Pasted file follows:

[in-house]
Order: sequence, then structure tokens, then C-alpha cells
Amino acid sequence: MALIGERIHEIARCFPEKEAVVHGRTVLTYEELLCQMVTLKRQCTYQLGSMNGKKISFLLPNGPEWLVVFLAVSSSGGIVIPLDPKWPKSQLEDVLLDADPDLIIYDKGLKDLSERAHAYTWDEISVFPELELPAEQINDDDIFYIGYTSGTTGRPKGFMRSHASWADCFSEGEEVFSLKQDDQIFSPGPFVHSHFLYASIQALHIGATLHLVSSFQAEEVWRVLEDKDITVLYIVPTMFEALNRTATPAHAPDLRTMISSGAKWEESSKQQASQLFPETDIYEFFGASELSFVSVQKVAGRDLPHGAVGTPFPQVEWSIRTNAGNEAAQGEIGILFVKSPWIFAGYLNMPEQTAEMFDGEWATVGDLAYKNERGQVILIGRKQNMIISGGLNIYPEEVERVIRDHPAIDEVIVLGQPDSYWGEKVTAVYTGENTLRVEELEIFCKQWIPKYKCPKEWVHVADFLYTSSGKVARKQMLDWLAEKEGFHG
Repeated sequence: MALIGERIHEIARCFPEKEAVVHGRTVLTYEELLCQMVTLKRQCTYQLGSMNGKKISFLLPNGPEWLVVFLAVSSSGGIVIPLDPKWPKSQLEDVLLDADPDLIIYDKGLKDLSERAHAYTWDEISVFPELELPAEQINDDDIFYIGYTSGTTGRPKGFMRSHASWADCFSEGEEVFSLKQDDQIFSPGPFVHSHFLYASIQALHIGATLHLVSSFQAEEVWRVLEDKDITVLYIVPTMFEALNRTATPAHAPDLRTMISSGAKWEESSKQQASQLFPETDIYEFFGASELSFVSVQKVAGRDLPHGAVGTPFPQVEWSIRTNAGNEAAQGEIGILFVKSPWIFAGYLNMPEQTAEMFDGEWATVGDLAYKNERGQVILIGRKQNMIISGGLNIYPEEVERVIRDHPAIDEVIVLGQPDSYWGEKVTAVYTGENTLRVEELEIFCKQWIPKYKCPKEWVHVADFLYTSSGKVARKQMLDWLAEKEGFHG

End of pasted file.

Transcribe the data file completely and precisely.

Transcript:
[in-house]
Order: sequence, then structure tokens, then C-alpha cells
Amino acid sequence: MALIGERIHEIARCFPEKEAVVHGRTVLTYEELLCQMVTLKRQCTYQLGSMNGKKISFLLPNGPEWLVVFLAVSSSGGIVIPLDPKWPKSQLEDVLLDADPDLIIYDKGLKDLSERAHAYTWDEISVFPELELPAEQINDDDIFYIGYTSGTTGRPKGFMRSHASWADCFSEGEEVFSLKQDDQIFSPGPFVHSHFLYASIQALHIGATLHLVSSFQAEEVWRVLEDKDITVLYIVPTMFEALNRTATPAHAPDLRTMISSGAKWEESSKQQASQLFPETDIYEFFGASELSFVSVQKVAGRDLPHGAVGTPFPQVEWSIRTNAGNEAAQGEIGILFVKSPWIFAGYLNMPEQTAEMFDGEWATVGDLAYKNERGQVILIGRKQNMIISGGLNIYPEEVERVIRDHPAIDEVIVLGQPDSYWGEKVTAVYTGENTLRVEELEIFCKQWIPKYKCPKEWVHVADFLYTSSGKVARKQMLDWLAEKEGFHG
Repeated sequence: MALIGERIHEIARCFPEKEAVVHGRTVLTYEELLCQMVTLKRQCTYQLGSMNGKKISFLLPNGPEWLVVFLAVSSSGGIVIPLDPKWPKSQLEDVLLDADPDLIIYDKGLKDLSERAHAYTWDEISVFPELELPAEQINDDDIFYIGYTSGTTGRPKGFMRSHASWADCFSEGEEVFSLKQDDQIFSPGPFVHSHFLYASIQALHIGATLHLVSSFQAEEVWRVLEDKDITVLYIVPTMFEALNRTATPAHAPDLRTMISSGAKWEESSKQQASQLFPETDIYEFFGASELSFVSVQKVAGRDLPHGAVGTPFPQVEWSIRTNAGNEAAQGEIGILFVKSPWIFAGYLNMPEQTAEMFDGEWATVGDLAYKNERGQVILIGRKQNMIISGGLNIYPEEVERVIRDHPAIDEVIVLGQPDSYWGEKVTAVYTGENTLRVEELEIFCKQWIPKYKCPKEWVHVADFLYTSSGKVARKQMLDWLAEKEGFHG